Mr. Davis,
I sincerely hope that you are a successful FA, cause if you can make it while spewing that much bad advice, I know I've got a shot. So thank you.

doberman's picture
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Joined: 2005-02-22

WADRED wrote:
   Alright, I will be the first to bite.  Can you be a little more specific on the suit.  exp... 3-piece, 4 button, what style?  ...
I find that polyester suits don't wrinkle, plus add a little Scotchguard spray and they'll even repel stains. Just don't get near an open flame.

Breaston15's picture
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Joined: 2006-05-01

What color suit should I buy? I was thinking a purple tweed.

Also, do you think I should cut my dreads?

mtclimber's picture
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Joined: 2005-03-21

Keep the dreads, definitely. In this business you have to differentiate yourself. The Rasta market I am sure is lacking in financial advisors. I would recommend day-glo yellow though.

AllREIT's picture
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Joined: 2006-12-16

Breaston15 wrote:What color suit should I buy? I was thinking a purple tweed.

Also, do you think I should cut my dreads?

Four button, purple gabardine with white pinstrips, side venting, with a contrasting vest, perhaps an orange tartan?

bankrep1's picture
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Joined: 2004-12-02

I disagree with almost all of the advice given.

About your car:
Your clients should come see you in your office, your a professional, professionals don't make house calls. I don't think one of my 600 clients knows what kind of car I drive. If you meet them at their business, lawyers or CPA's office, park around the corner or show up early if you think it is a client who might not like your camry. That said I would'nt drive a beater but I think the BMW will only impress your friends.

About your suit:
I wouldn't get the $99 JC Penney special but if you spend $300 at the men's warehouse and get a great tailor you're more than fine. Buy nice shoes and keep them shiny. I recommend keeping a pair in the office that never go outside. Shoes believe it or not are very important.

ExPropTrader's picture
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Joined: 2006-11-19

bankrep1 wrote:About your suit: I wouldn't get the $99 JC Penney special but if you spend $300 at the men's warehouse and get a great tailor you're more than fine.
I'll say it again...Ebay, Armani, $200
 

bankrep1's picture
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Joined: 2004-12-02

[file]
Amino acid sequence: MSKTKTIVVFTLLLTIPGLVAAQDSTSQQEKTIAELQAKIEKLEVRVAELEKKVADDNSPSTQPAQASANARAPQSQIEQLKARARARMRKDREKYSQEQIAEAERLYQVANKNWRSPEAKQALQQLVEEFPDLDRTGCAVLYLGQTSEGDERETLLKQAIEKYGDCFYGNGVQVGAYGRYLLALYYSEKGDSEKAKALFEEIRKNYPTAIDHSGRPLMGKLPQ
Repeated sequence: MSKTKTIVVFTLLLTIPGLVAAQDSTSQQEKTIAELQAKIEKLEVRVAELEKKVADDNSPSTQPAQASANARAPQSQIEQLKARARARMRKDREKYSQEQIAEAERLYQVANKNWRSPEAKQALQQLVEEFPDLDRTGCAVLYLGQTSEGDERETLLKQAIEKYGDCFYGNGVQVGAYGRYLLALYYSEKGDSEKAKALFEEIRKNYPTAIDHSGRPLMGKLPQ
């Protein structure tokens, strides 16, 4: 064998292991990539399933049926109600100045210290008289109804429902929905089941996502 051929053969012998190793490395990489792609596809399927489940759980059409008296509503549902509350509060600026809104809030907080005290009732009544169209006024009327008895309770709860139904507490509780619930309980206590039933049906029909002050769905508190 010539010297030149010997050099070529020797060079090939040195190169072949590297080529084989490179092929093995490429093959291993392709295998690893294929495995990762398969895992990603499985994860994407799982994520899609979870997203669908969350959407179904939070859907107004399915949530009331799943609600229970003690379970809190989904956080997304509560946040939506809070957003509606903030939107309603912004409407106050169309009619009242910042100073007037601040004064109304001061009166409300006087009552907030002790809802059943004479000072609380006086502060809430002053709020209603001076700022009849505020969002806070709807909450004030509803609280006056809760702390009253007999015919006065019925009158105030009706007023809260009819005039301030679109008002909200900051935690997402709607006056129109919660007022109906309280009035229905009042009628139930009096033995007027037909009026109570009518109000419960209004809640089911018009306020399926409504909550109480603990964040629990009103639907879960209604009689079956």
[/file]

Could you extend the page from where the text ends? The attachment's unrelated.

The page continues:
Prop,

Aren't the Armani suits on ebay knockoffs, like taking the $99 JC Penney suit and sewing on the Armani brand? I am just asking

ExPropTrader's picture
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Joined: 2006-11-19

bankrep1 wrote:Prop, Aren't the Armani suits on ebay knockoffs, like taking the $99 JC Penney suit and sewing on the Armani brand? I am just asking
You do have to be careful, there are a few stores based out of LA that deal in used Armani's that are authentic, you have to be careful though.  It helps if you know the characteristics of the true Armani, knowing that, a knockoff stands out like a sore thumb, good point though I should have clarified you have to do your DD.

coveredcall's picture
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Joined: 2007-01-26

I'll be the first to admit that Seth's advice makes him somewhat of a loose cannon, but be as it may, regarding the 1998 Jetta he may be on to something. Sure in this business performance IS everything but speaking on behalf of a recent college grad, perception is the ONLY thing. I'd step it up a tad bit and roll the dice w/an Infiniti or an Audi A6 (mid 30's, not carried away)... and who cares if you're overextended??? If a $500 a month car payment is too much pressure, you're in the wrong game to begin with! If you think I'm nuts, send the rook to prospect in his tinted out Jetta rolling on 20" chrome spinners with a Rutgers window sticker in the back window and see how long he stands on the front porch knocking. He can have all the wisdom in the world at the same time the good doctor who "may" answer tells him to bounce...

worth6788's picture
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Joined: 2007-01-26

Can we review the companies that actually expect FA's to knock on doors? EJ and who else? that is demoralizing as hell.

BankerBuddy's picture
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Joined: 2006-12-29

How about this for advice: